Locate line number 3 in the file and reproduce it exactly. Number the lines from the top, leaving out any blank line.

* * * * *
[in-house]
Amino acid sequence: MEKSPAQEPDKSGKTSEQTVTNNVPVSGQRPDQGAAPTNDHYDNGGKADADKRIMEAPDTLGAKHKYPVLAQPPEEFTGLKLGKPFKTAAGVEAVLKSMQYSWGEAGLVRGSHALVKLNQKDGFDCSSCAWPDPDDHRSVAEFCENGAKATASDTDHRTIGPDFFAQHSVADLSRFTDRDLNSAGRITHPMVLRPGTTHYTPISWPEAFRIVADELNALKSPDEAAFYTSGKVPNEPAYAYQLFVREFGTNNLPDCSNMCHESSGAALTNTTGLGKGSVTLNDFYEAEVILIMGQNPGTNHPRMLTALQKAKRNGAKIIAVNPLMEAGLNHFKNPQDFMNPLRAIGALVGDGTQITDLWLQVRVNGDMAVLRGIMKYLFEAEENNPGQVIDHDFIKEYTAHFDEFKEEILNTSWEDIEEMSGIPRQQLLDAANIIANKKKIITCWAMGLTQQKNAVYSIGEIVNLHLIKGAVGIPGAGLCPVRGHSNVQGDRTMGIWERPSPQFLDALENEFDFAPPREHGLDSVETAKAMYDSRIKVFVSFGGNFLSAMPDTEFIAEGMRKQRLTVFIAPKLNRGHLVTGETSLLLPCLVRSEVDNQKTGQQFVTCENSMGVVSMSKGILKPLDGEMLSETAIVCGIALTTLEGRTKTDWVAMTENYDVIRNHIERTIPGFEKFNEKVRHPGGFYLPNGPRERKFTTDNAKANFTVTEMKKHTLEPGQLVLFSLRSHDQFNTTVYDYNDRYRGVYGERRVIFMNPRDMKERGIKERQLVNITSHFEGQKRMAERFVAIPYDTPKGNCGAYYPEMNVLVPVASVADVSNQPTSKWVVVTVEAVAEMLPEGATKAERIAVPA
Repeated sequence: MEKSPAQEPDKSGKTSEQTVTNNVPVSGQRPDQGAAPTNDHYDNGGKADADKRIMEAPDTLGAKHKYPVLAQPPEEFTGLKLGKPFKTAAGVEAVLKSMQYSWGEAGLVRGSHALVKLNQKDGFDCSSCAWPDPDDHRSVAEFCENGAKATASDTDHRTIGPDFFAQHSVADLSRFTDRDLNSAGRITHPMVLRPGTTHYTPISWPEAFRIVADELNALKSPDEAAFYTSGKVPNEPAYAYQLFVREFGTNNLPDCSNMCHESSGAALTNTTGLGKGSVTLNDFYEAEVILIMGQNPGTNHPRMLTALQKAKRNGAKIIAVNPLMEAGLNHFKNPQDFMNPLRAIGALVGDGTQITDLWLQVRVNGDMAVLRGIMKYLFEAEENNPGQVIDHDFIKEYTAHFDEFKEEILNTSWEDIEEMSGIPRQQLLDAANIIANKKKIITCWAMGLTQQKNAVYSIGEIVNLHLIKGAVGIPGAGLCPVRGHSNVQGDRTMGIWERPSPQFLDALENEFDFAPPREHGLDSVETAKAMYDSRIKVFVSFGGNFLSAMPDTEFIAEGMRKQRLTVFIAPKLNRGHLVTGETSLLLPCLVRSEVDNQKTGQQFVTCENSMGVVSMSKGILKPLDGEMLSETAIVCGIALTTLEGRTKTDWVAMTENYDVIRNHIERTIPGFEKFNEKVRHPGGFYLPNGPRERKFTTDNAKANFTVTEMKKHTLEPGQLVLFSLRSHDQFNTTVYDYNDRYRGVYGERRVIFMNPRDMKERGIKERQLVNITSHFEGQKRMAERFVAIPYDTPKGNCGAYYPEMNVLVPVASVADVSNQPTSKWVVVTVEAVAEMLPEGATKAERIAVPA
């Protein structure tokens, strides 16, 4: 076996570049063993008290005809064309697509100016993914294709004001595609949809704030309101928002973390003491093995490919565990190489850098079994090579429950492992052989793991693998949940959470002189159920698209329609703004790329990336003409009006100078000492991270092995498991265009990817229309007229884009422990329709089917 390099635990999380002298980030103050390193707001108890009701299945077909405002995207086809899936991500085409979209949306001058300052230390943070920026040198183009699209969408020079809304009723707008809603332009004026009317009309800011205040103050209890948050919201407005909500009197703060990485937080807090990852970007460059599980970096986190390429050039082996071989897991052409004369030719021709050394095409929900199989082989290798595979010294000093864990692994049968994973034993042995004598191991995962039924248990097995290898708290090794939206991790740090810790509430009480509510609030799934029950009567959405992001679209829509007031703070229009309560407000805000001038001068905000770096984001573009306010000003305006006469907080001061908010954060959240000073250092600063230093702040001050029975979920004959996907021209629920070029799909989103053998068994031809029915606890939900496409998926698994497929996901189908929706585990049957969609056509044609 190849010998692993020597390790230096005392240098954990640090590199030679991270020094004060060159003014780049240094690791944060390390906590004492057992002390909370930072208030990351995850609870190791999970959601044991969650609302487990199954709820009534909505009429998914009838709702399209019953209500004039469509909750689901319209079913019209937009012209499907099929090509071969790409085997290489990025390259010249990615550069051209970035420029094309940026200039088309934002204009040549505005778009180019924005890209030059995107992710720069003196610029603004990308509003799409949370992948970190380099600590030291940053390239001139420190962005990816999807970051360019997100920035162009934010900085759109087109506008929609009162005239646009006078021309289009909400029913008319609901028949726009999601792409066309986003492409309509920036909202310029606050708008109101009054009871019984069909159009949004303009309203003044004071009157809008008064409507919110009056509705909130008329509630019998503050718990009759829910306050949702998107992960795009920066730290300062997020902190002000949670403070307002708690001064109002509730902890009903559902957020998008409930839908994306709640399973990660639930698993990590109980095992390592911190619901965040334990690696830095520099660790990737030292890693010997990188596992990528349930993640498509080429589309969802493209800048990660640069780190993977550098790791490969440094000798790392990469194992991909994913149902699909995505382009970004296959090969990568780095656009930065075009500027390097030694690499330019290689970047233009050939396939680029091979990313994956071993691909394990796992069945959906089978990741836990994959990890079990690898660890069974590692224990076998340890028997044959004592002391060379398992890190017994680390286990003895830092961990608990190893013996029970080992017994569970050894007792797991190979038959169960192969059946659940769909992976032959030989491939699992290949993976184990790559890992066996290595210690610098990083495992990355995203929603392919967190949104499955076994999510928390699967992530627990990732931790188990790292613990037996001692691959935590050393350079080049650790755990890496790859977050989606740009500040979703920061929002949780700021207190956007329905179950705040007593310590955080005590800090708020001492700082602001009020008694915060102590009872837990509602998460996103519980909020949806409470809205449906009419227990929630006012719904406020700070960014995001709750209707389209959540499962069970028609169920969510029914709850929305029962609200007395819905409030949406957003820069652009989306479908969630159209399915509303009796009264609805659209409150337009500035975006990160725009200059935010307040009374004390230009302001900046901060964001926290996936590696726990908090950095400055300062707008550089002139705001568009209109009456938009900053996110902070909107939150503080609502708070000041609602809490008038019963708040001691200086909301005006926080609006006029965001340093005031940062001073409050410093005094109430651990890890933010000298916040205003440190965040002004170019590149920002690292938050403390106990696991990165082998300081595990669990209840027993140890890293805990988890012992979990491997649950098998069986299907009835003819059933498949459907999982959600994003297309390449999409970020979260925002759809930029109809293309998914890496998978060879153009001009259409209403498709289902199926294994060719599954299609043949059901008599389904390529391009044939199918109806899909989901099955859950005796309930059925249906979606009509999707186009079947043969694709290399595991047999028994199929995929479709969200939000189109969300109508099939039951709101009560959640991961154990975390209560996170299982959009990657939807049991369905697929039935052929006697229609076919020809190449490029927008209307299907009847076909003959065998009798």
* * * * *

Repeated sequence: MEKSPAQEPDKSGKTSEQTVTNNVPVSGQRPDQGAAPTNDHYDNGGKADADKRIMEAPDTLGAKHKYPVLAQPPEEFTGLKLGKPFKTAAGVEAVLKSMQYSWGEAGLVRGSHALVKLNQKDGFDCSSCAWPDPDDHRSVAEFCENGAKATASDTDHRTIGPDFFAQHSVADLSRFTDRDLNSAGRITHPMVLRPGTTHYTPISWPEAFRIVADELNALKSPDEAAFYTSGKVPNEPAYAYQLFVREFGTNNLPDCSNMCHESSGAALTNTTGLGKGSVTLNDFYEAEVILIMGQNPGTNHPRMLTALQKAKRNGAKIIAVNPLMEAGLNHFKNPQDFMNPLRAIGALVGDGTQITDLWLQVRVNGDMAVLRGIMKYLFEAEENNPGQVIDHDFIKEYTAHFDEFKEEILNTSWEDIEEMSGIPRQQLLDAANIIANKKKIITCWAMGLTQQKNAVYSIGEIVNLHLIKGAVGIPGAGLCPVRGHSNVQGDRTMGIWERPSPQFLDALENEFDFAPPREHGLDSVETAKAMYDSRIKVFVSFGGNFLSAMPDTEFIAEGMRKQRLTVFIAPKLNRGHLVTGETSLLLPCLVRSEVDNQKTGQQFVTCENSMGVVSMSKGILKPLDGEMLSETAIVCGIALTTLEGRTKTDWVAMTENYDVIRNHIERTIPGFEKFNEKVRHPGGFYLPNGPRERKFTTDNAKANFTVTEMKKHTLEPGQLVLFSLRSHDQFNTTVYDYNDRYRGVYGERRVIFMNPRDMKERGIKERQLVNITSHFEGQKRMAERFVAIPYDTPKGNCGAYYPEMNVLVPVASVADVSNQPTSKWVVVTVEAVAEMLPEGATKAERIAVPA